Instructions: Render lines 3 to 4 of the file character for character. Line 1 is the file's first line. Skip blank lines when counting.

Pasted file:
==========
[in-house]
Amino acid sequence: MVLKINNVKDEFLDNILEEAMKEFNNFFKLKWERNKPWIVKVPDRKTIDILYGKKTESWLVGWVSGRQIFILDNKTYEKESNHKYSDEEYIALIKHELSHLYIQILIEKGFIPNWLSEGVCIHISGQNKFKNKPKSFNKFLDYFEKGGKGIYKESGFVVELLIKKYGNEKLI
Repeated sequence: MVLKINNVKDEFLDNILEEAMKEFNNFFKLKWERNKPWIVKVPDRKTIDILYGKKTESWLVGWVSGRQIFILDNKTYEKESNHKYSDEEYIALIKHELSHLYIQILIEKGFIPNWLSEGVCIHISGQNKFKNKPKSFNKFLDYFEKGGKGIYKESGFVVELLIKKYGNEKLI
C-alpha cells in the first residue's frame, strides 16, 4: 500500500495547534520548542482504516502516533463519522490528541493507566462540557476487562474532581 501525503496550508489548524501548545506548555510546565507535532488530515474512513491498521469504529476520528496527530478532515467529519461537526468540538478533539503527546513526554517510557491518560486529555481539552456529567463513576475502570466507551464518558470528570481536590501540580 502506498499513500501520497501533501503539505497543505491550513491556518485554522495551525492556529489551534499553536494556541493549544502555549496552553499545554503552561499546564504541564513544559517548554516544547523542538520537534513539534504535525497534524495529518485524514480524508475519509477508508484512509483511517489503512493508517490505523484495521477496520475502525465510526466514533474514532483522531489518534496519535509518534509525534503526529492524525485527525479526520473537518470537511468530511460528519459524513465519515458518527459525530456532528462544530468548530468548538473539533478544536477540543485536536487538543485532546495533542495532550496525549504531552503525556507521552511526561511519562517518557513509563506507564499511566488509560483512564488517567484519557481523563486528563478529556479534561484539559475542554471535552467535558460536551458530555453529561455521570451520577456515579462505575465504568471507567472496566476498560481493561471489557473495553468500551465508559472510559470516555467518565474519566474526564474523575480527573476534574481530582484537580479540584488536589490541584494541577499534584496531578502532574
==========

Repeated sequence: MVLKINNVKDEFLDNILEEAMKEFNNFFKLKWERNKPWIVKVPDRKTIDILYGKKTESWLVGWVSGRQIFILDNKTYEKESNHKYSDEEYIALIKHELSHLYIQILIEKGFIPNWLSEGVCIHISGQNKFKNKPKSFNKFLDYFEKGGKGIYKESGFVVELLIKKYGNEKLI
C-alpha cells in the first residue's frame, strides 16, 4: 500500500495547534520548542482504516502516533463519522490528541493507566462540557476487562474532581 501525503496550508489548524501548545506548555510546565507535532488530515474512513491498521469504529476520528496527530478532515467529519461537526468540538478533539503527546513526554517510557491518560486529555481539552456529567463513576475502570466507551464518558470528570481536590501540580 502506498499513500501520497501533501503539505497543505491550513491556518485554522495551525492556529489551534499553536494556541493549544502555549496552553499545554503552561499546564504541564513544559517548554516544547523542538520537534513539534504535525497534524495529518485524514480524508475519509477508508484512509483511517489503512493508517490505523484495521477496520475502525465510526466514533474514532483522531489518534496519535509518534509525534503526529492524525485527525479526520473537518470537511468530511460528519459524513465519515458518527459525530456532528462544530468548530468548538473539533478544536477540543485536536487538543485532546495533542495532550496525549504531552503525556507521552511526561511519562517518557513509563506507564499511566488509560483512564488517567484519557481523563486528563478529556479534561484539559475542554471535552467535558460536551458530555453529561455521570451520577456515579462505575465504568471507567472496566476498560481493561471489557473495553468500551465508559472510559470516555467518565474519566474526564474523575480527573476534574481530582484537580479540584488536589490541584494541577499534584496531578502532574